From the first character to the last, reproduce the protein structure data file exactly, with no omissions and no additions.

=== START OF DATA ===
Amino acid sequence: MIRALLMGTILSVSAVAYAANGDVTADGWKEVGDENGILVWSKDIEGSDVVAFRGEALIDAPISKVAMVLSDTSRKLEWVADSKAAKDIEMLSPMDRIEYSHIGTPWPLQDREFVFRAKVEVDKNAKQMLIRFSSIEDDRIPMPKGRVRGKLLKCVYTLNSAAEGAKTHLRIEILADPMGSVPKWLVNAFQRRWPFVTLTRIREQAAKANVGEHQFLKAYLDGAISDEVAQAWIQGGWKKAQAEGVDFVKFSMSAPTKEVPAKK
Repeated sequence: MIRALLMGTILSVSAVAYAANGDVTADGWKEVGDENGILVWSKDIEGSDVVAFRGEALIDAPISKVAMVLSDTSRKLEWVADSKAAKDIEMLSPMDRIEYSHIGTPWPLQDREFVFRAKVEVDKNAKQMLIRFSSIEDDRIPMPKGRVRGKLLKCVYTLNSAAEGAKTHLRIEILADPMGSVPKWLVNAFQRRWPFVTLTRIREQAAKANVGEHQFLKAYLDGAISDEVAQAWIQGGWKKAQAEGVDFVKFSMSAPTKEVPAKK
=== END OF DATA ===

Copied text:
Amino acid sequence: MIRALLMGTILSVSAVAYAANGDVTADGWKEVGDENGILVWSKDIEGSDVVAFRGEALIDAPISKVAMVLSDTSRKLEWVADSKAAKDIEMLSPMDRIEYSHIGTPWPLQDREFVFRAKVEVDKNAKQMLIRFSSIEDDRIPMPKGRVRGKLLKCVYTLNSAAEGAKTHLRIEILADPMGSVPKWLVNAFQRRWPFVTLTRIREQAAKANVGEHQFLKAYLDGAISDEVAQAWIQGGWKKAQAEGVDFVKFSMSAPTKEVPAKK
Repeated sequence: MIRALLMGTILSVSAVAYAANGDVTADGWKEVGDENGILVWSKDIEGSDVVAFRGEALIDAPISKVAMVLSDTSRKLEWVADSKAAKDIEMLSPMDRIEYSHIGTPWPLQDREFVFRAKVEVDKNAKQMLIRFSSIEDDRIPMPKGRVRGKLLKCVYTLNSAAEGAKTHLRIEILADPMGSVPKWLVNAFQRRWPFVTLTRIREQAAKANVGEHQFLKAYLDGAISDEVAQAWIQGGWKKAQAEGVDFVKFSMSAPTKEVPAKK